I do this reflective exercise on a regular basis. For instance, if it weren’t for my move back to San Francisco, I would not have known the joys of being totally on my own at age 20. I would never have enjoyed the excitement and free travel opportunities working for an airline brought to me. And had I not worked for that airline, I would not have met the man who would father my only child and delight in the rewards of motherhood.
I look back on my careers, my friends from all those careers, my ethnocentric involvement, my health challenges, and I have to think that—in the long run—I made some pretty good choices, even though some seemed unwise at the time. My ability to study life from up on a cloud has also helped me become a writer who is always grateful that somewhere, someone’s life may be touched by what I have to say.
ZenHabits’ Leo Babauta points out the beauty of reflection in his article, "5 Powerful Reasons to Make Reflection a Daily Habit, and How to Do It." First, it enables you to learn from your mistakes. “If we don’t reflect on our mistakes, we are doomed to repeat them,” says Barbauta. “And that’s not very smart. However, if we reflect on those mistakes, figure out what went wrong, see how we can prevent them in the future, we can use our mistakes to get better. Mistakes, then, are a valuable learning tool, instead of something to feel embarrassed or upset about. Reflection is an important way to do that.”
Next, reflection can offer you some great ideas. It can help you get the big picture as if you are suspended in the air, looking down at your present circumstances. “I reflect on things that I’m doing or that are going on in my life," he says. “If things aren’t going well, I learn stuff I can share with others. If I reflect on something that’s a success for me, I think about how I got that success, and share that too. I’ve had hundreds of great ideas this year from reflection.”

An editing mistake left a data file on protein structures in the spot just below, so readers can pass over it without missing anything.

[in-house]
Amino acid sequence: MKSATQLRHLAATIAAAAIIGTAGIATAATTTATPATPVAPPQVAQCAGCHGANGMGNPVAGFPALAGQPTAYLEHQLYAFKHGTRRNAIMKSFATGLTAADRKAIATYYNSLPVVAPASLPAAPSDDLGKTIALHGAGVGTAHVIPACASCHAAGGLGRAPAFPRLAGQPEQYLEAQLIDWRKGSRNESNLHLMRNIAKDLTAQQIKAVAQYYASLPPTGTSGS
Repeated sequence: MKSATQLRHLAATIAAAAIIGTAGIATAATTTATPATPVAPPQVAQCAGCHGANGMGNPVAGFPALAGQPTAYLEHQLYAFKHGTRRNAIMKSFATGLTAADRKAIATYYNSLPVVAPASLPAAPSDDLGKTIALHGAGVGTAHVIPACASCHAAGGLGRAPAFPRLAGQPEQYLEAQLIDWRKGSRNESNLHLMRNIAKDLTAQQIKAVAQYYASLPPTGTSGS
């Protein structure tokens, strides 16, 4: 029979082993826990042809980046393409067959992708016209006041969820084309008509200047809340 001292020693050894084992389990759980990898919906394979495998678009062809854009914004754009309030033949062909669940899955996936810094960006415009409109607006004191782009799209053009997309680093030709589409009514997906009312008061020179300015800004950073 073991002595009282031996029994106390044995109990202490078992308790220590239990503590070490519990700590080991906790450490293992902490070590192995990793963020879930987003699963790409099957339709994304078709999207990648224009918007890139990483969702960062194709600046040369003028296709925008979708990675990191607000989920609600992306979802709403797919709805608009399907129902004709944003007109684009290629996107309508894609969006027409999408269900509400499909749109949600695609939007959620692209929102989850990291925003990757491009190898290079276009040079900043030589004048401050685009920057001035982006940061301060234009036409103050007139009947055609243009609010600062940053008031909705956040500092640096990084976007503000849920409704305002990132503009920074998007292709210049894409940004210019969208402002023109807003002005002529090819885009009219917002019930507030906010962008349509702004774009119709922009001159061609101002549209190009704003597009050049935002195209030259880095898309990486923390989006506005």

The next advantage of self-reflection is one that has brought me some exciting times in life. There is a reward in itself from helping others. Because of my own struggles and eventual problem-solving skills, I have been able to help others realize they are not alone.
Babauta talks about how simple little tips can change people’s lives. It can inspire someone to change course, to buck up and see more in themselves, and to give them the inspiration to move to higher planes of understanding—sometimes just by saying something that hits them in the gut.
Recently I have been participating in a women’s entrepreneurial networking platform called Girlboss, where mostly younger women talk about risk-taking, learning something new, offering advice to and supporting other women in their quests to live out their career passions. Often, a young woman just out of college is asking others how it’s possible to find her dream job after receiving a degree in a certain field.
While other millennial women respond with encouraging words, I am the seasoned member who will tell her to work any job she can find, learn to live her daily life first, supporting herself and her future dreams, and then she will be in a position to be open to wherever her efforts and skills take her. Sometimes that means in an entirely different field than the one she had in mind. This life journey is difficult to explain to the young, but I guess someone has to do it.
Please understand that all of this is also fodder for how I live my life now. For every new challenge, I am interested in what comes next. With every new person I meet, I have more reason to ask questions and find out more about them. Hey, I'm just getting started.
I can easily become overwhelmed by life if I don’t step back and practice the art of reflection. A dose of the daily news can ruin my day. But a visit to Facebook, where hundreds of people I have known since my youth are gathered on my feed—childhood friends, classmates, travel buddies, former co-workers, and business acquaintances—can quickly soften those disturbing thoughts. Why? Because I know we are all in this together.
And because we all have the power to touch one another’s lives with our stories, our challenges, and even our sense of humor. That, in itself, has made life worth living.